A Cheyenne woman, 1910.

The Fort Laramie Treaty of 1851 established the first Cheyenne reservation in Colorado, long before Edward Curtis began his project. However, during the Gold Rush, the government revoked that treaty and in 1877 forced the Cheyenne onto an Oklahoma reservation. Some Cheyenne resisted, and escaped to Montana. In 1884, the federal government established a reservation for them there as well.

Cheyenne men preparing for the Sun Dance, 1910.

Cheyenne men wearing body paint for the Sun Dance, a religious ceremony practiced by the Plains Indians — such as the Cheyenne, Sioux, and Cree tribes — in the 19th century. Tribes perform the ritual at the Summer Solstice, and it includes dancing, singing, and sometimes self-mutilation — a young man participating in the ceremony may dance around a pole to which he is attached by a rawhide thong pierced through the skin of his chest. For this reason, and in an effort to suppress Indian culture and religion, the practice was banned in the U.S. and Canada. It wasn’t until Congress passed the American Indian Religious Freedom Act in 1978 that Plains Indians could openly practice the Sun Dance.

A Skokomish woman named Hleastunuh, 1913.

The Skokomish people lived in the Hood Canal region of Washington State. Pacific Northwest Indian tribes practiced the Potlatch, a traditional feast held on special occasions. In an effort to suppress Indian culture and traditions, Canada banned the Potlatch in 1884 as part of its Indian Act. The government didn’t repeal the ban until 1951.

A Zuni man named Si Wa Wata Wa, 1903.

The Zuni people (also known as the Anasazi) are Pueblo Indians who reside in New Mexico. The name Pueblo comes from the adobe settlements they have lived in for more than 1,000 years.

An Acoma man, 1904.

The Acoma tribe has lived on the Acoma Pueblo in New Mexico for more than 800 years.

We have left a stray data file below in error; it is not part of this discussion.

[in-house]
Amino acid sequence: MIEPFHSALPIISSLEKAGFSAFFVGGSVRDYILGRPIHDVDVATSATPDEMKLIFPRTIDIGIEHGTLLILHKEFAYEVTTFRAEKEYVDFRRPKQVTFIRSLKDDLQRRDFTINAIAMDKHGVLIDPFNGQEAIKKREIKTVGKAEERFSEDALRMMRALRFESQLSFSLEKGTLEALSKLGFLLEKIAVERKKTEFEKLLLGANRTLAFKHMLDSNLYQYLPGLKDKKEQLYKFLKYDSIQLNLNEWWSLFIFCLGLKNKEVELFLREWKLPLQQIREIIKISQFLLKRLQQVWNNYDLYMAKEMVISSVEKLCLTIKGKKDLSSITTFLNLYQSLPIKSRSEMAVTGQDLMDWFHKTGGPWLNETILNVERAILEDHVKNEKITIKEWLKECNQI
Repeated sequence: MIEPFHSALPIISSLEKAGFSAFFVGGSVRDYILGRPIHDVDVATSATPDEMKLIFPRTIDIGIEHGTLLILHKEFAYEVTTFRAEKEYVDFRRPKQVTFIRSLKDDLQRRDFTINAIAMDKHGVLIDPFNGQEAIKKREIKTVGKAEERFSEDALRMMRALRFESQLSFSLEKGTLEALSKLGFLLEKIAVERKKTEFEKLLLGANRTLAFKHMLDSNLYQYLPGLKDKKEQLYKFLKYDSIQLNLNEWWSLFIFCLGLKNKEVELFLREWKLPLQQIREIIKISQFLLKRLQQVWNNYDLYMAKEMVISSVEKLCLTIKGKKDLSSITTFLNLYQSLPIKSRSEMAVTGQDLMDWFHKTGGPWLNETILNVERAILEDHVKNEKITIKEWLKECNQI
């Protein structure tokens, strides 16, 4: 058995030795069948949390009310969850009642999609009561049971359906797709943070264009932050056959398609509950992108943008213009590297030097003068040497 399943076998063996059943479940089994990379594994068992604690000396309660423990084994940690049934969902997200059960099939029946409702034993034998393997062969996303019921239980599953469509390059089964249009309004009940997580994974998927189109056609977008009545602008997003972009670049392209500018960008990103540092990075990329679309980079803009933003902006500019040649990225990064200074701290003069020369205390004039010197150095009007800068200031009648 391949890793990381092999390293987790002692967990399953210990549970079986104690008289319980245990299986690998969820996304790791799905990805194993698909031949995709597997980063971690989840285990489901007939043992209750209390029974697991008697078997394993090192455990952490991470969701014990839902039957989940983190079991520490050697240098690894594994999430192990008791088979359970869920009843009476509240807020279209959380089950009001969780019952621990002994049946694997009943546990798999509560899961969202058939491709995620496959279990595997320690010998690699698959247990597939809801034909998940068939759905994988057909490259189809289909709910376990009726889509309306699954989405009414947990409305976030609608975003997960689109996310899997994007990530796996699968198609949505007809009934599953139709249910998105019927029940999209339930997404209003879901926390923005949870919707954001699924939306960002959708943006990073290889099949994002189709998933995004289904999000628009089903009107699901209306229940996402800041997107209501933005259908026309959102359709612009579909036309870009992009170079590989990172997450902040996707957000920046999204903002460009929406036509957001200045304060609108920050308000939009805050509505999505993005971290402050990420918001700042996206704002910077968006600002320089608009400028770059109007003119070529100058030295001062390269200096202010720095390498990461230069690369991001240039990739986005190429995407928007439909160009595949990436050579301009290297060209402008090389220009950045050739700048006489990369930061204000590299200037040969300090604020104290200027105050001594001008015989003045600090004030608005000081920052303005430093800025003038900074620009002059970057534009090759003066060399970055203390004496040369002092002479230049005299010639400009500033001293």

Three Crow men participating in what Curtis terms “The Oath,” 1908.
A Navajo man, 1904.

The Najavo Nation is currently the second largest federally recognized indigenous tribe in America. In 1864, around 9,000 Najavo people were forced to relocate to Fort Sumter, New Mexico on foot in the “Long Walk.” The Navajo who survived the journey were forced to live in internment camps. In 1868, a treaty between the U.S. government and the Navajo leadership established a reservation on their ancestral lands, and the once-displaced people were allowed to return to their homes.

A Navajo man, 1904.

Today, the Najavo reservation spans 14,000 miles between Arizona and New Mexico and their population exceeds 250,000 people.

A Navajo chief, 1904.

During WWII, the Marines recruited several Navajo “code-talkers” to create a code for the military that the Japanese could not break.

An Arikara girl, 1908.

In 1870, the U.S. government established the Fort Berthold Indian Reservation for three tribes — the Arikara, Mandan, and Hidatsa — after they joined forces following tremendous losses in population from Smallpox epidemics and forced relocations that brought the three tribes closer together.

A Nez Percé man named Three Eagles, 1910.

18th century French-Canadian fur traders called this tribe the Nez Percé (“pierced nose”). The tribe, which originally called itself the Niimíipu, eventually adopted the French name. In 1877, the Nez Percé split into two groups: Those willing to relocate to a reservation and those who refused. Led by Chief Joseph, nearly 3,000 Nez Percé tried to flee to Canada in June 1877, but the U.S. army pursued and forced them to surrender in October of that year. Today, their reservation is located in central Idaho.

A Wishham woman, 1910.

The Wishram people, or Tlakluit as they were known to each other, traditionally lived along the Columbia River in Oregon. In 1855, the government forced them to sign treaties that required them to cede most of their land. They were absorbed into Yakima Indian Nation in Washington state, where they live to this day.

The Kittitas man Luqaiot in 1910.

In the 1860s, cattle ranchers began to lay claim to the land in the Kittitas Valley, Washington. The growing industry dislocated Native American tribes living there. The Kittitas dispersed to the Yakima Valley, until they too were absorbed into the Yakima Indian Reservation.